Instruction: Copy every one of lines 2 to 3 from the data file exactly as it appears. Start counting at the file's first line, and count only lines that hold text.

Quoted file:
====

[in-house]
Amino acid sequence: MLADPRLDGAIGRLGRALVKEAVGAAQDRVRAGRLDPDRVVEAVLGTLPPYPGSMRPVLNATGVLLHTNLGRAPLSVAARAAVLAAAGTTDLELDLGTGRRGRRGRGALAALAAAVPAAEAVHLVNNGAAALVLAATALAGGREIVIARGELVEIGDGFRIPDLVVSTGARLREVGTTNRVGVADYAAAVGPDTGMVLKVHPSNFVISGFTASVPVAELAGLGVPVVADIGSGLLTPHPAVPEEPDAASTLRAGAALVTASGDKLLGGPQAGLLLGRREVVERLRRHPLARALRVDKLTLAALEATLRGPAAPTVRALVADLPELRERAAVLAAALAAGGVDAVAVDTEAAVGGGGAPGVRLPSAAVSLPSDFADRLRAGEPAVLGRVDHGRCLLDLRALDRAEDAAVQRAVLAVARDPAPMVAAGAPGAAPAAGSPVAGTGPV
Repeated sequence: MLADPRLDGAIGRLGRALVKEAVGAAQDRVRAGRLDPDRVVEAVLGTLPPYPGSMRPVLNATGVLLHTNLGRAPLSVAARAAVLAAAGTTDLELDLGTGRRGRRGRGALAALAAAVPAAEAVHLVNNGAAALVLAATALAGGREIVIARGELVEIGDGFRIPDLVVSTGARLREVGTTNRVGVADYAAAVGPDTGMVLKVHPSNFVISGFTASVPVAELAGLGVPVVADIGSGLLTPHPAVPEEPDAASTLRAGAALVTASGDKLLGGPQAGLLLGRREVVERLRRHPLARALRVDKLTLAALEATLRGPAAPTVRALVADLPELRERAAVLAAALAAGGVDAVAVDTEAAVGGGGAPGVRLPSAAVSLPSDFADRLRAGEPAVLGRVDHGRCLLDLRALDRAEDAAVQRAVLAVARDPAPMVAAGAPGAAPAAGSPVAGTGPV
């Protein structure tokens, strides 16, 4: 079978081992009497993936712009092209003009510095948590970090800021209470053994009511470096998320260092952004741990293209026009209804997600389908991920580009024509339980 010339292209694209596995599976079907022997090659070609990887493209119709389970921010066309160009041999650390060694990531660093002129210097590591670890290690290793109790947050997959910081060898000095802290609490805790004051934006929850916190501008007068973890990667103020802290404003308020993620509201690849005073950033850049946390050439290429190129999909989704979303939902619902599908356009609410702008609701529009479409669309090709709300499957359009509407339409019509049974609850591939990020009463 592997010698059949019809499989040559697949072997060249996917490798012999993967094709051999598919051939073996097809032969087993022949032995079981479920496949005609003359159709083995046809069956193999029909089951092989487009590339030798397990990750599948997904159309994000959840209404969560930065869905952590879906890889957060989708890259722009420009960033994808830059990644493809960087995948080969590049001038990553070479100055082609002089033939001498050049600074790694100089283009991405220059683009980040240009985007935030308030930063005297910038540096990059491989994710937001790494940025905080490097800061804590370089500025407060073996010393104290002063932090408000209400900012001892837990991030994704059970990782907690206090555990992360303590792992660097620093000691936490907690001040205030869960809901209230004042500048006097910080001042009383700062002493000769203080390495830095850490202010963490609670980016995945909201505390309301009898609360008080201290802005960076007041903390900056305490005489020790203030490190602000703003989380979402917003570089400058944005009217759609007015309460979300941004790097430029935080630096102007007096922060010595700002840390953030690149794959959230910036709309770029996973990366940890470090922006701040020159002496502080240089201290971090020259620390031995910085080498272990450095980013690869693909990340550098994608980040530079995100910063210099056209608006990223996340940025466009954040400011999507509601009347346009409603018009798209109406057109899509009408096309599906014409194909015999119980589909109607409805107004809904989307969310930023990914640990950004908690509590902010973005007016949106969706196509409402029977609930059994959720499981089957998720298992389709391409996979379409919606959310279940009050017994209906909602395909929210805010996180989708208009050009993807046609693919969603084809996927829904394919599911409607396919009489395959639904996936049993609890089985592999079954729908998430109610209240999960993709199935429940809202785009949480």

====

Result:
Amino acid sequence: MLADPRLDGAIGRLGRALVKEAVGAAQDRVRAGRLDPDRVVEAVLGTLPPYPGSMRPVLNATGVLLHTNLGRAPLSVAARAAVLAAAGTTDLELDLGTGRRGRRGRGALAALAAAVPAAEAVHLVNNGAAALVLAATALAGGREIVIARGELVEIGDGFRIPDLVVSTGARLREVGTTNRVGVADYAAAVGPDTGMVLKVHPSNFVISGFTASVPVAELAGLGVPVVADIGSGLLTPHPAVPEEPDAASTLRAGAALVTASGDKLLGGPQAGLLLGRREVVERLRRHPLARALRVDKLTLAALEATLRGPAAPTVRALVADLPELRERAAVLAAALAAGGVDAVAVDTEAAVGGGGAPGVRLPSAAVSLPSDFADRLRAGEPAVLGRVDHGRCLLDLRALDRAEDAAVQRAVLAVARDPAPMVAAGAPGAAPAAGSPVAGTGPV
Repeated sequence: MLADPRLDGAIGRLGRALVKEAVGAAQDRVRAGRLDPDRVVEAVLGTLPPYPGSMRPVLNATGVLLHTNLGRAPLSVAARAAVLAAAGTTDLELDLGTGRRGRRGRGALAALAAAVPAAEAVHLVNNGAAALVLAATALAGGREIVIARGELVEIGDGFRIPDLVVSTGARLREVGTTNRVGVADYAAAVGPDTGMVLKVHPSNFVISGFTASVPVAELAGLGVPVVADIGSGLLTPHPAVPEEPDAASTLRAGAALVTASGDKLLGGPQAGLLLGRREVVERLRRHPLARALRVDKLTLAALEATLRGPAAPTVRALVADLPELRERAAVLAAALAAGGVDAVAVDTEAAVGGGGAPGVRLPSAAVSLPSDFADRLRAGEPAVLGRVDHGRCLLDLRALDRAEDAAVQRAVLAVARDPAPMVAAGAPGAAPAAGSPVAGTGPV